Art work by artists such as Giotto, Massacio and Van Eyck and by Flemish and German carvers were used as evidence.  The lecture was then followed by well informed questions from members and Miri invited expert contributions from Ronald Hutton on how the Reformation changed the position of women. Thanks to everyone who joined for a fascinating lecture. 

The Great Debate Bristol Heat 23rd November 2022 University of Bristol

Last Wednesday 14 students from 11 different sixth forms took part in the Bristol heat of the Great Debate.  Our largest number of contestants ever.  Our judges were Adam Vaitilingam KC, Claire Deering and Dr James Watts from the University History Department. The topic was “Why does History matter to me?”  The contestants came from a range of local sixth forms plus two schools which had travelled from as far as Cheltenham and Bourton on the Water on a dark and stormy night.  

The students all gave interesting and articulate presentations on the topic and answered the judges’ questions thoughtfully.  Many contestants related to the question back to their own families in particular grandparents and how this had made them first interested in History these included links to the partition of India and the Troubles in Ireland.   Others reflected on what they had learnt from the History of Medicine or events in the Twentieth Century in the wider world which they felt were still not understood well enough in Western Europe. A very witty presentation by Ella Ferris explained how she had looked for reassurance in our recent political upheavals by studying the reign of Roman Emperors.  Orla McMahon after a three and half hour journey from the flooded Cotswolds gave us some excellent thoughts on the local History of her area going back its Roman British heritage.  Our runner up Molly Fleming from Bristol Grammar School gave a very well researched presentation on the need for continued Holocaust History.  Our winner Catherine Saunders explained how her interest in History had been sparked by a balloon debate. She had researched Katherine Johnson, the black American mathematician contribution to the space programme which had once been written out of American History.  Catherine’s commitment to History was about finding out about these hidden figures and she introduced us to the concept of the Matilda effect where the bias against women in science has hidden the achievements of women like Rosalind Franklin and deprived several more of the Nobel prize.  Catherine was chosen as a worthy winner and presented with her certificate by our judges.  She will go on to the national final at Windsor Castle on Saturday 25th March 2023. Good luck Catherine and well done to all our contestants, Joe Hendy (Yate) Tianna Biddick (St Brendan’s) Orla Mahon and Maya Samuel (Cotswold School), Imogen Lee and Maddie Chan (Cheltenham Ladies College), Molly Fleming (Bristol Grammar School) Ellie Gooch and Lily Wiltshire (Churchill Academy) Saifullah Ahmed (Redland Green School), Ella Ferris and Niamh West (Clifton College), Catherine Saunders (Redmaids High School) and Alice Li (Badminton School).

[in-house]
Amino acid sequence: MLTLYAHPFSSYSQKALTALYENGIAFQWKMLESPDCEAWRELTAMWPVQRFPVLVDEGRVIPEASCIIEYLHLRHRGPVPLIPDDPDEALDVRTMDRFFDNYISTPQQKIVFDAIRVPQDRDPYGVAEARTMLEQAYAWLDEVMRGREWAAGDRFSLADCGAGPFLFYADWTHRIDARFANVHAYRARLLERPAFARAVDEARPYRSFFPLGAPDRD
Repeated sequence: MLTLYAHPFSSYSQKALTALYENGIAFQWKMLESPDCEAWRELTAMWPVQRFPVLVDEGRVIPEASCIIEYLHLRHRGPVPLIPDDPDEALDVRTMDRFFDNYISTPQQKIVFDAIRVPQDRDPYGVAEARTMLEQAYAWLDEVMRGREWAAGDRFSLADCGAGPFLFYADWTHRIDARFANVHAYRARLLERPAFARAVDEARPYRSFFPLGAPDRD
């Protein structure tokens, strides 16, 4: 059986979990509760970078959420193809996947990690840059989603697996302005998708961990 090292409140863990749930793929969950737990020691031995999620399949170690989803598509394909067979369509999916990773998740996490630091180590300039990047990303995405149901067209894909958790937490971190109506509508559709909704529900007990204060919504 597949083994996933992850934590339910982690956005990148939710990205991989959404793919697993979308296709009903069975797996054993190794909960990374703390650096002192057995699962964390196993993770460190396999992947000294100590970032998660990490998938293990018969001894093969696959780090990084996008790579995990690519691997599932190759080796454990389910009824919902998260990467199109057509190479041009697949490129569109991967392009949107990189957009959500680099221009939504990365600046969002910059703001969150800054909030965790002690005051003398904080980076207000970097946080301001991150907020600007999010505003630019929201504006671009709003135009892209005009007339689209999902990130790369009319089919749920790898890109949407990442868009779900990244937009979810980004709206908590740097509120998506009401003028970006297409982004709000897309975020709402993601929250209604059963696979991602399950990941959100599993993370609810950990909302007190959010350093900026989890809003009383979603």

Finally, a big thanks to all the teachers who prepared these students for the competition and who supported them on the night and to all their parents and friends who also came along to support them as well. 

12th October Wine Through Time: A Vinous History of Bristol. Dr Evan Jones

Last Wednesday’s long awaited talk for members by Dr Evan Jones was definitely worth the wait.  Evan has already given us talks on death and disease and led a walk that illustrated the sex lives of Bristolians of the early modern period. What was awaiting us this time? He began with the origins of the wine connection, from the Roman Empire when wine drinking was a symbol of Imperial sophistication and wines was shipped over in amphorae. The extent of alcohol consumption during the medieval and early Modern times was a surprise to many of our members and especially that in Bristol much of this was wine. The cost of moving it elsewhere in the country by land meant that in Bristol it was a relatively cheaper drink and from Norman times it was regularly coming into the city (from Bordeaux and later Spain and Portugal). So it was not just the drink of the aristocracy. After members tasted small amounts of first the adulterated mixture that resembled those drunk by Bristolians in the thirteenth century we moved on to stronger and richer wines accompanied by French, Spanish wines and English cheeses. We also learnt the about the use of barrels in shipping wine and the amount of alcohol poisoning that went on when men sought to salvage the cargo of shipwrecks as well as the derivation of the name of Bristol’s most famous sherry (Cream as well as Milk). The social history of drinking is clearly a major field of research.  By the end of the talk we had had not only enlightening talk but a friendly meeting of members and surprisingly no-one spilt anything.